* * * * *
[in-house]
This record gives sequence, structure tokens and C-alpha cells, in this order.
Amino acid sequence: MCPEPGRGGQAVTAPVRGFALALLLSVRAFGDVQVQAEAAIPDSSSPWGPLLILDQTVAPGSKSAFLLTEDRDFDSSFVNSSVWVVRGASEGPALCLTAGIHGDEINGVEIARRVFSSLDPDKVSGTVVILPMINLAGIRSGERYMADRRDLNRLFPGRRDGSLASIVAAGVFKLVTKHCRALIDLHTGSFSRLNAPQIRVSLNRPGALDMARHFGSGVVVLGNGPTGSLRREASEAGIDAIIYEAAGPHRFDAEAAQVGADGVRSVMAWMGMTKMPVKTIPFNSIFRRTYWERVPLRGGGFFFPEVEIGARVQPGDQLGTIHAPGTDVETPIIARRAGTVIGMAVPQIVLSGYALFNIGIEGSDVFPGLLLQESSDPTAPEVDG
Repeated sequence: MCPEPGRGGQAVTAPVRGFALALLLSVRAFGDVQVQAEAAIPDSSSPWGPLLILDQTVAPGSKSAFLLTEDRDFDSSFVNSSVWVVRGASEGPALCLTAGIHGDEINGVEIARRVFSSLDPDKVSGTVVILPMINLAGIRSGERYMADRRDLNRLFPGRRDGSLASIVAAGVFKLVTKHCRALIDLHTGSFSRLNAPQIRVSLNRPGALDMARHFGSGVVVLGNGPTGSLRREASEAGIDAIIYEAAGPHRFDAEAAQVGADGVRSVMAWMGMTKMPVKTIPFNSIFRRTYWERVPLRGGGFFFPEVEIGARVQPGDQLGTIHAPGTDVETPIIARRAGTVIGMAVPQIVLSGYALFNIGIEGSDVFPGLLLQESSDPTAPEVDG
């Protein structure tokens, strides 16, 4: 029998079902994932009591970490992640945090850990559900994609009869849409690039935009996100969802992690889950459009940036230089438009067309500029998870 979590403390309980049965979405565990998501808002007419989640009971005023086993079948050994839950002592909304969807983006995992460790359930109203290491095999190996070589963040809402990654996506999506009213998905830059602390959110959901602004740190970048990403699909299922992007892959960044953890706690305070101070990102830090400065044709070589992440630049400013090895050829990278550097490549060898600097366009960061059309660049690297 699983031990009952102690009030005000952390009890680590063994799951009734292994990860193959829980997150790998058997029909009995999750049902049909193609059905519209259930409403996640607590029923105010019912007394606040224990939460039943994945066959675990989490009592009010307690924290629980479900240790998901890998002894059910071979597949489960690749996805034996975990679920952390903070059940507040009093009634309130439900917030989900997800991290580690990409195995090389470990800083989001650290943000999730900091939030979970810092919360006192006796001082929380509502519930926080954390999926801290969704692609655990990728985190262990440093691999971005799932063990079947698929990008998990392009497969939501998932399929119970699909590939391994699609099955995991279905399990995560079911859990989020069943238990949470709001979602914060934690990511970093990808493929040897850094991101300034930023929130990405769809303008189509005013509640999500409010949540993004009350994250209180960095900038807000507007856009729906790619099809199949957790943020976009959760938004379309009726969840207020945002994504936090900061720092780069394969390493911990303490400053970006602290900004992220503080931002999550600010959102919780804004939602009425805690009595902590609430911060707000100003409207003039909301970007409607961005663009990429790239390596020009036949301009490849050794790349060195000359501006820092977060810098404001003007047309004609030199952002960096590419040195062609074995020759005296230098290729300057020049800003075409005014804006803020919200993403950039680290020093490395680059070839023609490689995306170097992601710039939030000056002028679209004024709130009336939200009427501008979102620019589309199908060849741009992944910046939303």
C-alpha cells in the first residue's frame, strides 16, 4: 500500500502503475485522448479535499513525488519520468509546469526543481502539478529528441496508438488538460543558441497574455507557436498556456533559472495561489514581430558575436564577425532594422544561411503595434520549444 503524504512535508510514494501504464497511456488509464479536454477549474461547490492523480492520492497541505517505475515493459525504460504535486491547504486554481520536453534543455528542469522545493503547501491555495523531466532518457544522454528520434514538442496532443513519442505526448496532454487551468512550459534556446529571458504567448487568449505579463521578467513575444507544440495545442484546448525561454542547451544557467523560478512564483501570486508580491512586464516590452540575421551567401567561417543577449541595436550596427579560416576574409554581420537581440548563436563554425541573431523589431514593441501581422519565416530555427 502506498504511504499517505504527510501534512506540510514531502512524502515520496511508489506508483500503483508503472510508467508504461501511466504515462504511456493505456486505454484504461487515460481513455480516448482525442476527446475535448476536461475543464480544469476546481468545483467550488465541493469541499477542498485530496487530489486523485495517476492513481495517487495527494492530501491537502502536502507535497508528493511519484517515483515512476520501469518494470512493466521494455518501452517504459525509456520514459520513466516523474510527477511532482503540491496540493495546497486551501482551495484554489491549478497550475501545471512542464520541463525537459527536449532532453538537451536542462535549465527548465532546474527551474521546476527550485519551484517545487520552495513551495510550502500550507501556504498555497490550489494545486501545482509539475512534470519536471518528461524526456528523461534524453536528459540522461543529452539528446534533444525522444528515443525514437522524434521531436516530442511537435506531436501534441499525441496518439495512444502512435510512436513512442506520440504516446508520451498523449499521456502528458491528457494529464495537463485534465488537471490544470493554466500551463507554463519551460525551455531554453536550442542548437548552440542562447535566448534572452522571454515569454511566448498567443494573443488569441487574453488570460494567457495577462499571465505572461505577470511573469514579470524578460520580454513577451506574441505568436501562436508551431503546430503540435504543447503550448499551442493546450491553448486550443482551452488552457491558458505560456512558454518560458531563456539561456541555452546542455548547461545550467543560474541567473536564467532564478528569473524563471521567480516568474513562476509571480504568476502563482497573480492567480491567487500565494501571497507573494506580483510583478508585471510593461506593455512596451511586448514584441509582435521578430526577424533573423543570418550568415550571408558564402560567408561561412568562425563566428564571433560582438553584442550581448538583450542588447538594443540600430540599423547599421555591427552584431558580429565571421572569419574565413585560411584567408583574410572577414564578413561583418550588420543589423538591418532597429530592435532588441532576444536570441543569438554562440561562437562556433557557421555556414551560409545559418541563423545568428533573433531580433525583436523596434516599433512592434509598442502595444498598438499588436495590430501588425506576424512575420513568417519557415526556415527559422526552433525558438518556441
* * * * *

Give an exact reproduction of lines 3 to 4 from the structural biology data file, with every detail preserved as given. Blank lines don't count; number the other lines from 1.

Amino acid sequence: MCPEPGRGGQAVTAPVRGFALALLLSVRAFGDVQVQAEAAIPDSSSPWGPLLILDQTVAPGSKSAFLLTEDRDFDSSFVNSSVWVVRGASEGPALCLTAGIHGDEINGVEIARRVFSSLDPDKVSGTVVILPMINLAGIRSGERYMADRRDLNRLFPGRRDGSLASIVAAGVFKLVTKHCRALIDLHTGSFSRLNAPQIRVSLNRPGALDMARHFGSGVVVLGNGPTGSLRREASEAGIDAIIYEAAGPHRFDAEAAQVGADGVRSVMAWMGMTKMPVKTIPFNSIFRRTYWERVPLRGGGFFFPEVEIGARVQPGDQLGTIHAPGTDVETPIIARRAGTVIGMAVPQIVLSGYALFNIGIEGSDVFPGLLLQESSDPTAPEVDG
Repeated sequence: MCPEPGRGGQAVTAPVRGFALALLLSVRAFGDVQVQAEAAIPDSSSPWGPLLILDQTVAPGSKSAFLLTEDRDFDSSFVNSSVWVVRGASEGPALCLTAGIHGDEINGVEIARRVFSSLDPDKVSGTVVILPMINLAGIRSGERYMADRRDLNRLFPGRRDGSLASIVAAGVFKLVTKHCRALIDLHTGSFSRLNAPQIRVSLNRPGALDMARHFGSGVVVLGNGPTGSLRREASEAGIDAIIYEAAGPHRFDAEAAQVGADGVRSVMAWMGMTKMPVKTIPFNSIFRRTYWERVPLRGGGFFFPEVEIGARVQPGDQLGTIHAPGTDVETPIIARRAGTVIGMAVPQIVLSGYALFNIGIEGSDVFPGLLLQESSDPTAPEVDG